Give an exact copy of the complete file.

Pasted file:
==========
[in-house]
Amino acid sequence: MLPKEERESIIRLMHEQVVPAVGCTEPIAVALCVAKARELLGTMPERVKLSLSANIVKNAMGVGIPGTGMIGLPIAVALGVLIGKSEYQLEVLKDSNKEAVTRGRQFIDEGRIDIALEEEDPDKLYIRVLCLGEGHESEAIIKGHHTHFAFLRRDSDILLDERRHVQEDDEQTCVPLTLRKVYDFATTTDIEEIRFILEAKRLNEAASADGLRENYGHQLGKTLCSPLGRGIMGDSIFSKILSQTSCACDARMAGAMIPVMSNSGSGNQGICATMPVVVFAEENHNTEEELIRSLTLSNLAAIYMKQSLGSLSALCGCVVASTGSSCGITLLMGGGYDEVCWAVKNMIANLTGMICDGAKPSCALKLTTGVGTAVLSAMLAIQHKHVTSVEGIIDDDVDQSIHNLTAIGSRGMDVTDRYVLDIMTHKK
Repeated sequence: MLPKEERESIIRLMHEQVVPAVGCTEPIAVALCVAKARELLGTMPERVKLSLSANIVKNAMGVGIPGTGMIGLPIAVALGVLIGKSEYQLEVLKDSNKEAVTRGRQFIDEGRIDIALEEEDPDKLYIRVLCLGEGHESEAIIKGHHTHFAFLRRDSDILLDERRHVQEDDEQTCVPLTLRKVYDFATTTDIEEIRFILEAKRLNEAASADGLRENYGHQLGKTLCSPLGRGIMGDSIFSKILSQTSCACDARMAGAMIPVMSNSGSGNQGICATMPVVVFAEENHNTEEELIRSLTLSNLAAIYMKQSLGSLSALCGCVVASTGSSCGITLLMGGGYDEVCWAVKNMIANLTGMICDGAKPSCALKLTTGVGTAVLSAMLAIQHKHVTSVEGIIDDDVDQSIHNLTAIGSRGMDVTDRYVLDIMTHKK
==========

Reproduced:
[in-house]
Amino acid sequence: MLPKEERESIIRLMHEQVVPAVGCTEPIAVALCVAKARELLGTMPERVKLSLSANIVKNAMGVGIPGTGMIGLPIAVALGVLIGKSEYQLEVLKDSNKEAVTRGRQFIDEGRIDIALEEEDPDKLYIRVLCLGEGHESEAIIKGHHTHFAFLRRDSDILLDERRHVQEDDEQTCVPLTLRKVYDFATTTDIEEIRFILEAKRLNEAASADGLRENYGHQLGKTLCSPLGRGIMGDSIFSKILSQTSCACDARMAGAMIPVMSNSGSGNQGICATMPVVVFAEENHNTEEELIRSLTLSNLAAIYMKQSLGSLSALCGCVVASTGSSCGITLLMGGGYDEVCWAVKNMIANLTGMICDGAKPSCALKLTTGVGTAVLSAMLAIQHKHVTSVEGIIDDDVDQSIHNLTAIGSRGMDVTDRYVLDIMTHKK
Repeated sequence: MLPKEERESIIRLMHEQVVPAVGCTEPIAVALCVAKARELLGTMPERVKLSLSANIVKNAMGVGIPGTGMIGLPIAVALGVLIGKSEYQLEVLKDSNKEAVTRGRQFIDEGRIDIALEEEDPDKLYIRVLCLGEGHESEAIIKGHHTHFAFLRRDSDILLDERRHVQEDDEQTCVPLTLRKVYDFATTTDIEEIRFILEAKRLNEAASADGLRENYGHQLGKTLCSPLGRGIMGDSIFSKILSQTSCACDARMAGAMIPVMSNSGSGNQGICATMPVVVFAEENHNTEEELIRSLTLSNLAAIYMKQSLGSLSALCGCVVASTGSSCGITLLMGGGYDEVCWAVKNMIANLTGMICDGAKPSCALKLTTGVGTAVLSAMLAIQHKHVTSVEGIIDDDVDQSIHNLTAIGSRGMDVTDRYVLDIMTHKK